By John Haughey
CHEYENNE, Wyo.—Three-term Rep. Liz Cheney (R-Wyo.) on Aug. 16 became the eighth of 10 Republicans who voted for Donald Trump’s impeachment to either retire or be defeated by party rivals endorsed by the former president.
Cheney joins four GOP incumbents of the 10 Republican House members who voted for Trump’s impeachment to have their renominations canceled by their constituents.
Rep. Peter Meijer (R-Mich.) was defeated by Trump-backed John Gibbs; Rep. Tom Rice (R-S.C.) was trounced by more than 25 percentage points by Trump-endorsed state Rep. Russell Fry; and Rep. Jaime Herrera Beutler (R-Wash.) lost a narrow election to Joe Kent, who was supported by Trump.
The only two to advance to the general election in primary battles are Rep. Dan Newhouse (R-Wash.) and Rep. David Valadao (R-Calif.).
Four retired rather than run in 2022: Reps. Anthony Gonzalez (R-Ohio), Adam Kinzinger (R-Ill.), Fred Upton (R-Mich.), and Rep. John Katko (R-N.Y.)
A Dozen Incumbents Defeated
Of the 12 congressional incumbents whose reelection bids have been short-circuited by primary rivals, five fell to a fellow incumbent after post 2020 Census redistricting.
Three are Democrats: Rep. Andy Levin (D-Mich), who lost to Rep. Haley Stevens (D-Mich); Rep. Carolyn Bourdeaux (D-Ga.), who was defeated by Rep. Lucy McBath (D-Ga.); and Rep. Marie Newman (D-Ill.) who was bounced from office by Rep. Sean Casten (D-Ga.).
Two incumbent-on-incumbent casualties are Republican reps who lost to Trump-backed reps: Rep. Mary Miller (R-Ill.) defeated Rep. Rodney Davis (R-Ill.) and Rep. Alex Mooney (R-W. Va.) swept past Rep. David McKinley (R-W. Va.).
Three sitting congressional reps were defeated by challengers in races not directly influenced by endorsements from the former president.
Rep. Steven Palazzo (R-Miss), under fire for alleged misuse of campaign and congressional funds, lost his primary to Mike Ezell.
Rep. Madison Cawthorn (R-N.C.), whose two-year tenure was marked by controversial statements and antics, was tossed in favor of Chuck Edwards in their GOP primary.
Rep. Kurt Schrader (D-Ore.), the only congressional Democrat who lost to a non-incumbent thus far in the 2020 midterm primary cycle, was outpolled by progressive Jamie McLeod-Skinner despite an endorsement by President Joe Biden.
Hageman thanked Trump for his “support, encouragement, and guidance” since she launched her campaign last September. He staged a rally in Casper in May on her behalf.
“I’m obviously grateful” for Trump’s endorsement, Hageman told a cheering crowd at Cheyenne’s Frontier Days rodeo complex. The former president’s nod is “what propelled us to where we are today,” she said.
In a state that voted 70 percent for Trump in 2020—the highest tally for any candidate in any state—Cheney fell into disfavor with many constituents for being among the 10 House Republicans who voted to impeach Trump and for serving as co-chair of the House committee investigating the Jan. 6 Capitol breach.
Despite her constituents’ overwhelming support for the former president, Cheney never relented in maintaining that Trump presents a risk to American democracy.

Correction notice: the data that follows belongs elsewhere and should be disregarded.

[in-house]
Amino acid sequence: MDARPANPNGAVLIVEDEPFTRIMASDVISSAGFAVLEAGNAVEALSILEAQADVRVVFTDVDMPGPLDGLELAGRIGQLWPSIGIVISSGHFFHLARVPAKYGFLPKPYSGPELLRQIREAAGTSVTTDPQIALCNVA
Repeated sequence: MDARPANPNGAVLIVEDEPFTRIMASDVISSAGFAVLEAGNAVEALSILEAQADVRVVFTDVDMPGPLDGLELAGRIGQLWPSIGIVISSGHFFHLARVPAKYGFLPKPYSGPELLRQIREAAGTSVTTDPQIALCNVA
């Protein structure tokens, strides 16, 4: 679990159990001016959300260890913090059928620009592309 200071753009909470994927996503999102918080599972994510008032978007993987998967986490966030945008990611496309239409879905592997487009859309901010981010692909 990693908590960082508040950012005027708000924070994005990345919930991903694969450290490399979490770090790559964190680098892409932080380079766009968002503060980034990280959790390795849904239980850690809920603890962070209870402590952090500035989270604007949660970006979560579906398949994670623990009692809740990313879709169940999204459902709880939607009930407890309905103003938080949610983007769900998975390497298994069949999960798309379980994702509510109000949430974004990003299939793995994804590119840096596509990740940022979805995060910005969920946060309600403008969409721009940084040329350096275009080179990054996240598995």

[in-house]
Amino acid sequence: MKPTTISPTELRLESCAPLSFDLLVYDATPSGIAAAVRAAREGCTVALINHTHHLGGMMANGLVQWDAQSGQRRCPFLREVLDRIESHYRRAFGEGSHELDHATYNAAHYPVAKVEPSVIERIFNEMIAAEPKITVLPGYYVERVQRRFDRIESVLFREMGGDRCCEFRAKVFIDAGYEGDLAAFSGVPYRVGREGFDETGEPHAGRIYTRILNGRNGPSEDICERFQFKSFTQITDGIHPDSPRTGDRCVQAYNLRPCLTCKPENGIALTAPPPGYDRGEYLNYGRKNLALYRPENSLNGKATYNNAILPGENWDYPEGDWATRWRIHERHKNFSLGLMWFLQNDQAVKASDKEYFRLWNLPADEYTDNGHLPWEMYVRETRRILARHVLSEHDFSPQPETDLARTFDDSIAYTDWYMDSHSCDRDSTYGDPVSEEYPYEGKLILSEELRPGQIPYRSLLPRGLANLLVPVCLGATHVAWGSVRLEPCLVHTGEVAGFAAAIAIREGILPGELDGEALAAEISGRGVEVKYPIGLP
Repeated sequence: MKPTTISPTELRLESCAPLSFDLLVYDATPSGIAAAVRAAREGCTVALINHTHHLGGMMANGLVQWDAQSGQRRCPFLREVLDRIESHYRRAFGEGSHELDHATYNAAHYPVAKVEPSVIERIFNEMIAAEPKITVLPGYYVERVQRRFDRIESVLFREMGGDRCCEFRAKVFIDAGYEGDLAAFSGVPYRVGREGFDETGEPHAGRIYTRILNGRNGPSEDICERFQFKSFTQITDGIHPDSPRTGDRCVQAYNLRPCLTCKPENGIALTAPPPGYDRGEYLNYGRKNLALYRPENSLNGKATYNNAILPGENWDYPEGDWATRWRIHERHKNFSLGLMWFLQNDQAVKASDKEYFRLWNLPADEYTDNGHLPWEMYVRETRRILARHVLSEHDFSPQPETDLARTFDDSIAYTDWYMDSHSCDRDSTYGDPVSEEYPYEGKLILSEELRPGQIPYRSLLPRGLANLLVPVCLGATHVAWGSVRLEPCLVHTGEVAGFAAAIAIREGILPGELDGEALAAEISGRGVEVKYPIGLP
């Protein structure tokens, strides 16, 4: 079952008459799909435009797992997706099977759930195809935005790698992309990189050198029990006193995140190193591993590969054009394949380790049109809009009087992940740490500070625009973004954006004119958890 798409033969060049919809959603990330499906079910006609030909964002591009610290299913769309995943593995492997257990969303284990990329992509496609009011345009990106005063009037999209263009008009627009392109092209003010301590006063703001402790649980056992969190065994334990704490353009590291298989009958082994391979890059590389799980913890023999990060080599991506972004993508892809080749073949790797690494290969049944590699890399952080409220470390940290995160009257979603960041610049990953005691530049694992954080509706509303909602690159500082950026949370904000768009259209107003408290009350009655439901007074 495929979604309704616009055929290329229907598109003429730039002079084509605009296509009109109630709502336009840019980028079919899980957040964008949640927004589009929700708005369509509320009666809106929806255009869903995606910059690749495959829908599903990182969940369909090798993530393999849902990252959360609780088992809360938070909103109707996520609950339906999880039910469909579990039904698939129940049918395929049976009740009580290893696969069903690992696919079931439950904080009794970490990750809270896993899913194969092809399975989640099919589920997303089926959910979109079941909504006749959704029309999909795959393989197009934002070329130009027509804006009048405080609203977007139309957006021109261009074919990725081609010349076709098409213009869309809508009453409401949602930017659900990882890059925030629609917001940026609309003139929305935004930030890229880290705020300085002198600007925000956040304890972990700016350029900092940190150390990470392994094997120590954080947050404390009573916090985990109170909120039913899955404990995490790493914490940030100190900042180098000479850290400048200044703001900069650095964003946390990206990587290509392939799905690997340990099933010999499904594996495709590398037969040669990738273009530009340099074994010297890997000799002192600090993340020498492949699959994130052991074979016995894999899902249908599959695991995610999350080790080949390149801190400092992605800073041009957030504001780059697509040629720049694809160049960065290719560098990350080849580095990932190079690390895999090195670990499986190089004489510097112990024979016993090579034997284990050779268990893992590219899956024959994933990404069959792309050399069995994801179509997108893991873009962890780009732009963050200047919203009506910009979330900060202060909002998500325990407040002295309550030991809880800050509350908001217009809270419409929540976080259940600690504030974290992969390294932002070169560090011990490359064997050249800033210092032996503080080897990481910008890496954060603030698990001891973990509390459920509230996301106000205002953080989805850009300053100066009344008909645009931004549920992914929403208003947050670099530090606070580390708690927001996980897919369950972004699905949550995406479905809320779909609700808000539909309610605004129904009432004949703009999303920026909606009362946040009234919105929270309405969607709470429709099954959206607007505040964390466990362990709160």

Cheney didn’t hesitate to make that point while addressing supporters in Jackson Hole after conceding the Aug. 16 race, telling supporters she remains committed to preventing Trump from returning to the White House.
“Our nation is barreling again toward crisis, lawlessness and violence,” Cheney said. “No American should support election deniers.”
But while Cheney’s actions and Trump’s endorsement were pivotal in Hageman’s victory, there was also something else on Wyoming voters’ minds—and Hageman warned it is something that incumbents across the country should heed.
“If you are going to claim to live in Wyoming, you better damn well live in Wyoming. If you don’t, we will fire you,” Hageman said to raucous cheers.
Cheney was coined “the Virginian” by some constituents who mocked her for not qualifying as a state resident to get a fishing license.
Even Cheney’s home base in Teton County, and its Jackson Hole “jet-setter” enclave near Yellowstone, is regarded by some as not reflective of the rest of the state.
Cheney’s rare appearances in Wyoming may also have contributed to her wide-margin loss.
Hageman, raised on a ranch near Fort Laramie on the state’s eastern high plains and a graduate of the University of Wyoming told voters in Lusk on Aug. 9 that she would be “a representative who will champion Wyoming ideals. (Cheney) doesn’t know us. She never has. But I do.”
Hageman emphasized her Wyoming roots, her background in natural resources, water rights, and public lands policy during a near-yearlong campaign that has seen her travel 40,000 miles in visiting all 23 of the state’s counties repeatedly.
Cheney’s campaign appeared more oriented to down-the-road national political ambitions than to winning reelection to Wyoming’s House seat. She did few public events, preferring to meet with supporters in small gatherings often in private homes.
Hageman reiterated that pledge to visit all 23 counties at least once a year and to be “held accountable” for her actions by her constituents during her Aug. 16 victory speech.
“Wyoming has just spoken,” Hageman said, adding the results show, “We can dislodge entrenched politicians who forget about the people they are supposed to be serving.
“By our vote today, Wyoming has put the elites on notice,” she continued. “We are no longer going to tolerate representatives who don’t represent us. If you are elected to represent us, you better damn well represent us. I will be accountable to the citizens of Wyoming because I am one of you.”
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